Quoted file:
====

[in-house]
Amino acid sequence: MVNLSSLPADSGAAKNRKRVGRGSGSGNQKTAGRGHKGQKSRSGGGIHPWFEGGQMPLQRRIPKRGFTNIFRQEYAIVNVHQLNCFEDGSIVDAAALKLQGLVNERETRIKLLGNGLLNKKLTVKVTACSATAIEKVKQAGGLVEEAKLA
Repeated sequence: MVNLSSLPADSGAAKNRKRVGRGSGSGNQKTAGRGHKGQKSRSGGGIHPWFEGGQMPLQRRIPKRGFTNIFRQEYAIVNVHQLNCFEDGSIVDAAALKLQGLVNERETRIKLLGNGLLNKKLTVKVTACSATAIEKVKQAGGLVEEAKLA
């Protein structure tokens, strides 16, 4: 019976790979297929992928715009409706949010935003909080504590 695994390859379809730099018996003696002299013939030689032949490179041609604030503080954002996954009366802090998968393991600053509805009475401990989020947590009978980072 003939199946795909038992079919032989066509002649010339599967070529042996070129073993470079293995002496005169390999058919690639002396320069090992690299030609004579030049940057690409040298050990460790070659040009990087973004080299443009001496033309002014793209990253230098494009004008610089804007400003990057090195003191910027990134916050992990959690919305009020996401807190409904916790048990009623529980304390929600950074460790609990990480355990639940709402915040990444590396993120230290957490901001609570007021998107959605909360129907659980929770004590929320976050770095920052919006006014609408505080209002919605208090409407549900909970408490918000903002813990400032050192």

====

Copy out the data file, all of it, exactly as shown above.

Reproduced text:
[in-house]
Amino acid sequence: MVNLSSLPADSGAAKNRKRVGRGSGSGNQKTAGRGHKGQKSRSGGGIHPWFEGGQMPLQRRIPKRGFTNIFRQEYAIVNVHQLNCFEDGSIVDAAALKLQGLVNERETRIKLLGNGLLNKKLTVKVTACSATAIEKVKQAGGLVEEAKLA
Repeated sequence: MVNLSSLPADSGAAKNRKRVGRGSGSGNQKTAGRGHKGQKSRSGGGIHPWFEGGQMPLQRRIPKRGFTNIFRQEYAIVNVHQLNCFEDGSIVDAAALKLQGLVNERETRIKLLGNGLLNKKLTVKVTACSATAIEKVKQAGGLVEEAKLA
């Protein structure tokens, strides 16, 4: 019976790979297929992928715009409706949010935003909080504590 695994390859379809730099018996003696002299013939030689032949490179041609604030503080954002996954009366802090998968393991600053509805009475401990989020947590009978980072 003939199946795909038992079919032989066509002649010339599967070529042996070129073993470079293995002496005169390999058919690639002396320069090992690299030609004579030049940057690409040298050990460790070659040009990087973004080299443009001496033309002014793209990253230098494009004008610089804007400003990057090195003191910027990134916050992990959690919305009020996401807190409904916790048990009623529980304390929600950074460790609990990480355990639940709402915040990444590396993120230290957490901001609570007021998107959605909360129907659980929770004590929320976050770095920052919006006014609408505080209002919605208090409407549900909970408490918000903002813990400032050192």